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Assessment of Benefits of Cotton Seed Dressings for the Control of Seedling Diseases in Relation to Inoculum Densities of Pythium and Rhizoctonia

R.M. Davis, J.J. Nunez, K.V. Subbarao


Twenty-five field trials (each with 6 or 8 replications) conducted over a three year period in five San Joaquin Valley counties included the following treatments: nontreated seed (cultivar Maxxa); seed treated with myclobutinol (NuFlow M) for the control of Rhizoctonia-induced damping-off; seed treated with metalaxyl (Apron) for the control of Pythium-induced damping-off; and seed treated with a combination of the fungicides. The following parameters were measured: healthy stands from each treatment, soil populations of Pythium spp. and Rhizoctonia solani at planting, soil temperature at planting, air temperatures for five days after planting, soil particle analysis, EC, calcium, pH, and organic matter. In 1993 and 1994, myclobutinol and the combination of the fungicides resulted in improved stands in 14 of 18 fields. Metalaxyl did not increase stands with the exception of one field, where it significantly increased stands but not to the degree of the myclobutinol treatment alone or in combination with metalaxyl. In three fields in 1993-4, no treatment significantly increased stands. In 1995, the combination of fungicides increased stands relative to the nontreated seeds and was more effective in increasing stands than either myclobutinol or metalaxyl alone. Pythium populations were much greater in 1995 than in 1993-4 and may explain the beneficial, synergistic effect of the fungicides. Covariate analysis of all the data indicated no relationship between stand increases due to the fungicide seed treatment and any soil parameters. Heat units following planting were not limiting and had no effect on stands. Benefits of fungicides were not influenced by pathogen populations with the exception of a negative correlation between stand increases due to seed treatment with myclobutinol and Pythium populations. Apparently, seed treated with myclobutinol are more susceptible to infection by Pythium spp. Overall, the myclobutinol seed treatment increased cotton stands regardless of soil type and pathogen population. There were small benefits from the metalaxyl seed treatment.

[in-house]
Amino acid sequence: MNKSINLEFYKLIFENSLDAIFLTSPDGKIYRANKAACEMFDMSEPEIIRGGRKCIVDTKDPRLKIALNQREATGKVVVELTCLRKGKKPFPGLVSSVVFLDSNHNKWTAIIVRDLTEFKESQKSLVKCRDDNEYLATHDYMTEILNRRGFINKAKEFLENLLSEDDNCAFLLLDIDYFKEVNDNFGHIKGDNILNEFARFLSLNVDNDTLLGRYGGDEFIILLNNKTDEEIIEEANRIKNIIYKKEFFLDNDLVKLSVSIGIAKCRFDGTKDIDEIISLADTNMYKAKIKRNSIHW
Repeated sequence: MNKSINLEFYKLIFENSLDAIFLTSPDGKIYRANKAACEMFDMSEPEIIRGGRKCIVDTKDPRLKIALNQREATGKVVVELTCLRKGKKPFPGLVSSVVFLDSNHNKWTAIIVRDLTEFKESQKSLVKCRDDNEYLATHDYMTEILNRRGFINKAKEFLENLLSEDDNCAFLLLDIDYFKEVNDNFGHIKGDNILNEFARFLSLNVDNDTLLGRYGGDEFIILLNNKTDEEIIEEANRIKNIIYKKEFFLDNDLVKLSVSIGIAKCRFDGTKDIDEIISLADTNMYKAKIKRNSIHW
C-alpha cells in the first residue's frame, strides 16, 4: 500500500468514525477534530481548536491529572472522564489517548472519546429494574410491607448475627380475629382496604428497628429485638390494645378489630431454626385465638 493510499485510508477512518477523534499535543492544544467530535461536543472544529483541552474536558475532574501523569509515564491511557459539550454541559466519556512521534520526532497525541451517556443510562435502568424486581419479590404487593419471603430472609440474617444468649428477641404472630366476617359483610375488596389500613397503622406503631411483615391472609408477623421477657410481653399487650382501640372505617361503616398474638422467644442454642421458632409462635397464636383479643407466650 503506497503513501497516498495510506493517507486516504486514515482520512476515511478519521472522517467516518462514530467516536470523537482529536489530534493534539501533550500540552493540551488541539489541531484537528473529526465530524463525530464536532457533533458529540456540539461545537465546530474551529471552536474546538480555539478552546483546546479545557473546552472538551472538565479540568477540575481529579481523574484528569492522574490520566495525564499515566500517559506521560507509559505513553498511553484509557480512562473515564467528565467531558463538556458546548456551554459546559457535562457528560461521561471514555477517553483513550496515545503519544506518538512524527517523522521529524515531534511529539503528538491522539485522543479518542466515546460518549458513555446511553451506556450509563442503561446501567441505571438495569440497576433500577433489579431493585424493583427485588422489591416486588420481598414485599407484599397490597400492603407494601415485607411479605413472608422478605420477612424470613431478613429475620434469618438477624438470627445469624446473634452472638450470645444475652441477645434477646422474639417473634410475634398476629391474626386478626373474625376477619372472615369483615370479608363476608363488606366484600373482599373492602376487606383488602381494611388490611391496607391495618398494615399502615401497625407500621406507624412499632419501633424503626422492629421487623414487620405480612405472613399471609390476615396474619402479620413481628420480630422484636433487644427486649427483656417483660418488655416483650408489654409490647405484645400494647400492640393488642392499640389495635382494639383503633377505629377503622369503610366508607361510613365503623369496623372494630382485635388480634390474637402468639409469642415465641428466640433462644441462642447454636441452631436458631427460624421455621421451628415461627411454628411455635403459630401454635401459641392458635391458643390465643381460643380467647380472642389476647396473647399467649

Reprinted from Proceedings of the 1996 Beltwide Cotton Conferences pp. 267 - 268
©National Cotton Council, Memphis TN

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Document last modified Sunday, Dec 6 1998